Harry Potter actor Michael Gambon dies aged 82

Irish actor known for playing Albus Dumbledore died after becoming ill with pneumonia, family statement says.

Actor Michael Gambon arrives for the premiere of "Harry Potter and the Half-Blood Prince" in New York.
Michael Gambon died peacefully in a hospital, news reports say [File: Jamie Fine/Reuters]

Michael Gambon, who played the wise professor Albus Dumbledore in the Harry Potter movie franchise, has died at age 82.

Gambon began acting on stage in the early 1960s and later moved into TV and film. Notable film roles include a mob leader in Peter Greenaway’s The Cook, the Thief, His Wife & Her Lover in 1989, and the elderly King George V in Tom Hooper’s The King’s Speech in 2010.

But his best-known role was as Dumbledore, a character he took over in the third instalment of the eight-movie series after he replaced the late Richard Harris in 2004.

Gambon played down the praise for his performance and said he simply played himself “with a stuck-on beard and a long robe”.

Michael John Gambon was born on October 19, 1940, in Dublin to a seamstress mother and an engineer father. The family moved to Camden Town in London when Gambon was six as his father sought work in the city’s post-war rebuilding.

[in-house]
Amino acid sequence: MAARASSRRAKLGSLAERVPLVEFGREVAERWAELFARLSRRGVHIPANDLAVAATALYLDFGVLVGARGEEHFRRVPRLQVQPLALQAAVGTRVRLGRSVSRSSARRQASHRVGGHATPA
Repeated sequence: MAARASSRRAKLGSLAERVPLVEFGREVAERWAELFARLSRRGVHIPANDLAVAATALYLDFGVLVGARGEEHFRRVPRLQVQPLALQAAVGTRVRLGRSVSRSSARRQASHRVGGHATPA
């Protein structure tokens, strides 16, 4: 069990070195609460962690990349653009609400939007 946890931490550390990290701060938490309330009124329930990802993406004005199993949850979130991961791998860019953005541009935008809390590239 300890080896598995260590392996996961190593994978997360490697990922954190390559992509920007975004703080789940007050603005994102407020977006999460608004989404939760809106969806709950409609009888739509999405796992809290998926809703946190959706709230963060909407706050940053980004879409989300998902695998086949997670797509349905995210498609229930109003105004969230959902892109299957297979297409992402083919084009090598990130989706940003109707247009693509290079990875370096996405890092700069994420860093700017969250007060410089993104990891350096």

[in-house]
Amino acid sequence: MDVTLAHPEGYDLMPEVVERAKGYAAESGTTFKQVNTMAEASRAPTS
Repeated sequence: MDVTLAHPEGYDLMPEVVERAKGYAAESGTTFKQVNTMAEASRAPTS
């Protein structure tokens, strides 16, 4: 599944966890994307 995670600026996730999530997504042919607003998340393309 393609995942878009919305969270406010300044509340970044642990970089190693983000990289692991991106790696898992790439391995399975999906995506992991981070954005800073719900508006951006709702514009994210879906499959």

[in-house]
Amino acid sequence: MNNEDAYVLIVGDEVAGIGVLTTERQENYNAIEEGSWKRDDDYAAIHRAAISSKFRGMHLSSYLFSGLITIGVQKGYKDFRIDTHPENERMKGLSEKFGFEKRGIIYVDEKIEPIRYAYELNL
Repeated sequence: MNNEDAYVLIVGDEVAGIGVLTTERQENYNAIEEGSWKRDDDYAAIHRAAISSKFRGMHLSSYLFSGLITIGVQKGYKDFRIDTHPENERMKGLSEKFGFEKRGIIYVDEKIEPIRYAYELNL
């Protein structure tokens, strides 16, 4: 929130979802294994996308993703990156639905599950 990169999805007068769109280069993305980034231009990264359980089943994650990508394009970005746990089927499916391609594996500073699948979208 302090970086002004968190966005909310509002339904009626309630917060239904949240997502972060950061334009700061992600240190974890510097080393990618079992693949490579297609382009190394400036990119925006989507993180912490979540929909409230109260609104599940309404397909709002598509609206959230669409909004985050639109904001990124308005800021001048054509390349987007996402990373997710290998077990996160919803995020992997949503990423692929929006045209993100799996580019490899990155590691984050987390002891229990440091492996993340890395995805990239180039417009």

Gambon left school aged 15 to begin an engineering apprenticeship and by 21 he was fully qualified. However, he was also a member of an amateur theatre group and always knew he would act, he told The Herald newspaper in 2004.

He was inspired by American actors Marlon Brando and James Dean, who he believed reflected the angst of teenage boys.

Gambon built his reputation on the stage during the 1960s. The 1980s brought wider attention with the lead role in 1986 TV show The Singing Detective, in which he played a writer suffering from a debilitating skin condition whose imagination provided the only escape from his pain. The performance won him one of his four BAFTAs.

He also won three Olivier Awards and two ensemble cast Screen Actors Guild Awards for Gosford Park and The King’s Speech.

Gambon was made a Commander of the British Empire in 1992 and knighted for services to drama in 1998, something he called “a nice little present” – although he did not use the title.

A mischievous personality, he often made up stories. For years he showed fellow actors a signed photograph of Robert De Niro that he inscribed himself before ever meeting the American actor.

He revealed in an episode of The Late Late Show in Ireland that he convinced his mother he was friends with the pope.

Gambon retired from the stage in 2015 after suffering long-term memory problems but continued to act on screen until 2019. He told an interviewer in 2002 his work made him feel like “the luckiest man in the world”.

Source: Reuters